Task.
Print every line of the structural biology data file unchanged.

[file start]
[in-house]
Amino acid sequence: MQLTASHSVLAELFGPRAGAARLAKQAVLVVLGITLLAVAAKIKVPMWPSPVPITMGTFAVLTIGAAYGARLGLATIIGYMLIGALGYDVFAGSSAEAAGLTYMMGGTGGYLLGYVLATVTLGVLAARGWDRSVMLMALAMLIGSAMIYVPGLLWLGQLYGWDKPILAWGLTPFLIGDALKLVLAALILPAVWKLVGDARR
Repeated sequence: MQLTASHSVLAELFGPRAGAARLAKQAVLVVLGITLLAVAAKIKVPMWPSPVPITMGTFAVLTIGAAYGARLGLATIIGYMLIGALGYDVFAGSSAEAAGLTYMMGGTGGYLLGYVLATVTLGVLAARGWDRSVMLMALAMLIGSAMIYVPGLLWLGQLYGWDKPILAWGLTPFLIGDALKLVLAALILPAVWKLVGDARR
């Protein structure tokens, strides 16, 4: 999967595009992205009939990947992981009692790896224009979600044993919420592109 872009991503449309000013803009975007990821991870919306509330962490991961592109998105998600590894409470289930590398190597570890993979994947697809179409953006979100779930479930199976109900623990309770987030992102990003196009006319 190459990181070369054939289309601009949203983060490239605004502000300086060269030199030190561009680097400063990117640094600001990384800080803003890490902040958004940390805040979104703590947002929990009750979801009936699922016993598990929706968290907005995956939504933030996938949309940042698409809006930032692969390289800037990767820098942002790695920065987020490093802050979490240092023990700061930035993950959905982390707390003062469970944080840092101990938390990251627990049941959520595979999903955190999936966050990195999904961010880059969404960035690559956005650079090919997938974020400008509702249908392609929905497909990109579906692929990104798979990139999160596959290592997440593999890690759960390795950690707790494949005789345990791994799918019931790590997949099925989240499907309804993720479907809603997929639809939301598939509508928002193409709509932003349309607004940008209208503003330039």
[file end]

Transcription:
[in-house]
Amino acid sequence: MQLTASHSVLAELFGPRAGAARLAKQAVLVVLGITLLAVAAKIKVPMWPSPVPITMGTFAVLTIGAAYGARLGLATIIGYMLIGALGYDVFAGSSAEAAGLTYMMGGTGGYLLGYVLATVTLGVLAARGWDRSVMLMALAMLIGSAMIYVPGLLWLGQLYGWDKPILAWGLTPFLIGDALKLVLAALILPAVWKLVGDARR
Repeated sequence: MQLTASHSVLAELFGPRAGAARLAKQAVLVVLGITLLAVAAKIKVPMWPSPVPITMGTFAVLTIGAAYGARLGLATIIGYMLIGALGYDVFAGSSAEAAGLTYMMGGTGGYLLGYVLATVTLGVLAARGWDRSVMLMALAMLIGSAMIYVPGLLWLGQLYGWDKPILAWGLTPFLIGDALKLVLAALILPAVWKLVGDARR
């Protein structure tokens, strides 16, 4: 999967595009992205009939990947992981009692790896224009979600044993919420592109 872009991503449309000013803009975007990821991870919306509330962490991961592109998105998600590894409470289930590398190597570890993979994947697809179409953006979100779930479930199976109900623990309770987030992102990003196009006319 190459990181070369054939289309601009949203983060490239605004502000300086060269030199030190561009680097400063990117640094600001990384800080803003890490902040958004940390805040979104703590947002929990009750979801009936699922016993598990929706968290907005995956939504933030996938949309940042698409809006930032692969390289800037990767820098942002790695920065987020490093802050979490240092023990700061930035993950959905982390707390003062469970944080840092101990938390990251627990049941959520595979999903955190999936966050990195999904961010880059969404960035690559956005650079090919997938974020400008509702249908392609929905497909990109579906692929990104798979990139999160596959290592997440593999890690759960390795950690707790494949005789345990791994799918019931790590997949099925989240499907309804993720479907809603997929639809939301598939509508928002193409709509932003349309607004940008209208503003330039």